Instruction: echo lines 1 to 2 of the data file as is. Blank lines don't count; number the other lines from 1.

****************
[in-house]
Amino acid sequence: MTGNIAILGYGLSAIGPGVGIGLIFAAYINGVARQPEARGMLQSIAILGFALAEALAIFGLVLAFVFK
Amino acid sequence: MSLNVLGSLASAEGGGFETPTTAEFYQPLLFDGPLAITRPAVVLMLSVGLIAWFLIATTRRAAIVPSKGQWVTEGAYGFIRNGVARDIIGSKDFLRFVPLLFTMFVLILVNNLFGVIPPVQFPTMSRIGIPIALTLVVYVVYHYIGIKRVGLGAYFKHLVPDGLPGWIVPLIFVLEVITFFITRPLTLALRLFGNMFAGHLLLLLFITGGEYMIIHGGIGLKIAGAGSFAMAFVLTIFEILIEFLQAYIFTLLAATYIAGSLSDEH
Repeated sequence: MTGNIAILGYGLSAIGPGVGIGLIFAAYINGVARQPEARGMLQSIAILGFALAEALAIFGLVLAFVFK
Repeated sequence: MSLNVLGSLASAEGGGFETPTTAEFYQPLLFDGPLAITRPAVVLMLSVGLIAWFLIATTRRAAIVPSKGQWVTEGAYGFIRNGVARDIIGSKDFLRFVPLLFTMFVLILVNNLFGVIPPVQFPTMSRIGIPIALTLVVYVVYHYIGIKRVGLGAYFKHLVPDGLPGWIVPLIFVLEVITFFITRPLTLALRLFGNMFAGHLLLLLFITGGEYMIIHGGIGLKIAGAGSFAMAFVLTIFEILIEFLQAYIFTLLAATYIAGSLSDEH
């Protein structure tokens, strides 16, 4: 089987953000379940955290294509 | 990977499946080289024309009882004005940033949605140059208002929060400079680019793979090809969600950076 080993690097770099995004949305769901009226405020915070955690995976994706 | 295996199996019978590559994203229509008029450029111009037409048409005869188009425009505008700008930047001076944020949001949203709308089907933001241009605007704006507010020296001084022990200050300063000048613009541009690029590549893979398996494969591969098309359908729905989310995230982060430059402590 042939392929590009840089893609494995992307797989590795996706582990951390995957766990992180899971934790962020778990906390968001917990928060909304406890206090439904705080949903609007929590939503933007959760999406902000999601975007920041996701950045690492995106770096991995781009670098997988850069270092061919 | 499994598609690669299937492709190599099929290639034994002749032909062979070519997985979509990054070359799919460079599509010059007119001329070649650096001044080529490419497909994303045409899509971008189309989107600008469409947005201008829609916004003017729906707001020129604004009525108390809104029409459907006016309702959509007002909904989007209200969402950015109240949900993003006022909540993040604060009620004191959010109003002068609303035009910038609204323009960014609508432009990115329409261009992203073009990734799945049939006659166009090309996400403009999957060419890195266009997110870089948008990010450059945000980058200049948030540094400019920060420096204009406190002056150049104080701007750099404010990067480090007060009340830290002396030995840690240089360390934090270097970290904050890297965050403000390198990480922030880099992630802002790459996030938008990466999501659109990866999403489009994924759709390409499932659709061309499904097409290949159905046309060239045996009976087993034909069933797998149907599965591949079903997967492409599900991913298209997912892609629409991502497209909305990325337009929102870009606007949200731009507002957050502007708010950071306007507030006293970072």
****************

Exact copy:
[in-house]
Amino acid sequence: MTGNIAILGYGLSAIGPGVGIGLIFAAYINGVARQPEARGMLQSIAILGFALAEALAIFGLVLAFVFK